Many people who work out on a regular basis are failing to receive the full benefits of training simply because they neglect to stretch or they don’t stretch properly. Gaining flexibility is critical to maximizing your endurance capabilities and flexibility is only possible through stretching.
Many people begin their workouts with a stretch, but this is actually a poor time for stretching, as you run the risk of tiring out your muscles. The start of training is best for a dynamic warmup to prepare your muscles. You should feel physically warm and energized — ready for the actual training.
There are many benefits to stretching after a workout. With your body warm, you can focus on gaining flexibility and finding a release. Make sure that you stretch all the muscles you’ve exercised as well as anything that feels tight — after all, you work your muscles throughout the day, not just during training.
If you’re committed to gaining flexibility, you need to stretch at regular intervals. You should be stretching for at least five to 10 minutes every day, even on days you don’t work out. It is best if you can dedicate a couple of longer training sessions just to stretching. You’ll find that you’ll start gaining flexibility faster and these changes will be reflected in your performance.
Often, exercising means pushing yourself to the limits, even if your body hurts. This is not true with stretching. You should only ever stretch as far as it feels comfortable to you. Reach a good stretch and stop. If you go further, you may tear a muscle, which will be counterproductive to gaining flexibility. One way to counter this using the assisted stretching benefits of a reputable program.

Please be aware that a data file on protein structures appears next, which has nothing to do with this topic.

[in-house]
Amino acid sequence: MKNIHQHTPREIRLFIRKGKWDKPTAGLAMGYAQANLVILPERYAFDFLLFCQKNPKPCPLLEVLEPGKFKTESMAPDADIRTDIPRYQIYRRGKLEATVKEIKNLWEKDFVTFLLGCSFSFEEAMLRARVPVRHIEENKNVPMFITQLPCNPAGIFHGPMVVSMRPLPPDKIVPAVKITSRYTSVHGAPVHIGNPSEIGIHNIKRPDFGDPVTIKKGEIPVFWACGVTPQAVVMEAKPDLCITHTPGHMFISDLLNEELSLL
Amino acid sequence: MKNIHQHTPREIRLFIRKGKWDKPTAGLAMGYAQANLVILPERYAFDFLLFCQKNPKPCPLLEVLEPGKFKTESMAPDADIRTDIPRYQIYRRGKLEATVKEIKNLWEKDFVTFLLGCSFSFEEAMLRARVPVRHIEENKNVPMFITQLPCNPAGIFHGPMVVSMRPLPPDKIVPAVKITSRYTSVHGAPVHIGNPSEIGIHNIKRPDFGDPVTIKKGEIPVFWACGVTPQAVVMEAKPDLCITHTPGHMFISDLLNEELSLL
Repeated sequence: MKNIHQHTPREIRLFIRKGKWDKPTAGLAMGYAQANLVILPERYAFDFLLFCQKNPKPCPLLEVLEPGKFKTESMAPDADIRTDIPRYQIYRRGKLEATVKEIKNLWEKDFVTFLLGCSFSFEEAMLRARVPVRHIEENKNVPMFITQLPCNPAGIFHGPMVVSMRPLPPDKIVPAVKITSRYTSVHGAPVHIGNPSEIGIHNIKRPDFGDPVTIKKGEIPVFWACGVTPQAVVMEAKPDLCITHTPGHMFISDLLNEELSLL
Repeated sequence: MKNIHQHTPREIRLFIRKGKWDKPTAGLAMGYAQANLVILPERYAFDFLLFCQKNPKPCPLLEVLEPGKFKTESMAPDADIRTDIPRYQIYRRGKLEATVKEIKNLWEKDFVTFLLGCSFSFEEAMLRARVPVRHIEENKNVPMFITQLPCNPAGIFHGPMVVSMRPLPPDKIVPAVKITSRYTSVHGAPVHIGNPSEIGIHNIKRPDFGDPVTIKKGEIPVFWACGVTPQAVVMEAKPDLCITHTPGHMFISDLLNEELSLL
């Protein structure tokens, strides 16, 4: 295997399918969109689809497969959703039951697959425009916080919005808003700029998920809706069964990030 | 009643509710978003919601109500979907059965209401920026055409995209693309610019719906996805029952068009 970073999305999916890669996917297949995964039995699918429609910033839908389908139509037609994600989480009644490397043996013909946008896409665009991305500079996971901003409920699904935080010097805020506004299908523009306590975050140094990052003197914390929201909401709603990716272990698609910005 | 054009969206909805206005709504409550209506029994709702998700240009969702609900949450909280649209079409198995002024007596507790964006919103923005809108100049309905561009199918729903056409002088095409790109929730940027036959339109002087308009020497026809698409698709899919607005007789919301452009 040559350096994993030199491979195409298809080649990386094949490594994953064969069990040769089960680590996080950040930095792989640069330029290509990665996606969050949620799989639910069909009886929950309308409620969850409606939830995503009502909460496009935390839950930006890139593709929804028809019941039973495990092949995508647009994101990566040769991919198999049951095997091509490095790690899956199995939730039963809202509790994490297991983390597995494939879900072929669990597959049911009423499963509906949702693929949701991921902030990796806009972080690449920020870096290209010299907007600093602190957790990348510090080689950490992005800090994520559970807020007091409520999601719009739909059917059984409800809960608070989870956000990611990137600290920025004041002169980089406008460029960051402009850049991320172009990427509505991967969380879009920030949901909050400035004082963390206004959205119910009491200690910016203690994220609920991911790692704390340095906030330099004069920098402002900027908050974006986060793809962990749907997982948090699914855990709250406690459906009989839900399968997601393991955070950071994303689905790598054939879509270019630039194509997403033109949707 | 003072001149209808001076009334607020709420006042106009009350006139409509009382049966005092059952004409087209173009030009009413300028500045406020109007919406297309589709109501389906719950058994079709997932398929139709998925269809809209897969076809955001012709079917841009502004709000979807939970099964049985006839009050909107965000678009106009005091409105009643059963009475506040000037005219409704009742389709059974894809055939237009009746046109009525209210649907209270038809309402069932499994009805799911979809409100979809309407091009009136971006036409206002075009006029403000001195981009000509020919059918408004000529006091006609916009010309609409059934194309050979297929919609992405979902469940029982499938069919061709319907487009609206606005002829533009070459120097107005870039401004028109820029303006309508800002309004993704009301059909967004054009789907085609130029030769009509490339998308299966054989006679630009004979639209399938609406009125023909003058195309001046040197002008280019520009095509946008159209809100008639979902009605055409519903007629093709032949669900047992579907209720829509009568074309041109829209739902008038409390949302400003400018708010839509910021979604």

There is a widespread myth that you need to hold stretches for a prolonged period of time for stretching to be effective. However, this is just one type of stretch — called a static stretch. Whereas static stretches are useful for gaining flexibility, dynamic stretches are equally beneficial. Dynamic stretching involves moving your body to keep the muscle contracting and relaxing.
There is also a third type of stretch called a ballistic stretch. It involves forcing your body into a deeper stretch through strong, quick movements. Ballistic stretching does little to help with gaining flexibility and can actually have the opposite effect. Plus, it puts you at a higher risk of injury. You’d do better to just stick with dynamic and static stretches.
No matter what part of the body you’re stretching, you need to pay attention to your shoulders. It is common to start tensing up your shoulders, which will cause them to rise. Not only will this create tightness in your upper body, it will also stop you from stretching your body fully.
Flexibility is just as important as any other aspect of fitness. If you want to make sure that you’re constantly gaining flexibility to keep increasing your endurance, you need to add stretching to your weekly routine.
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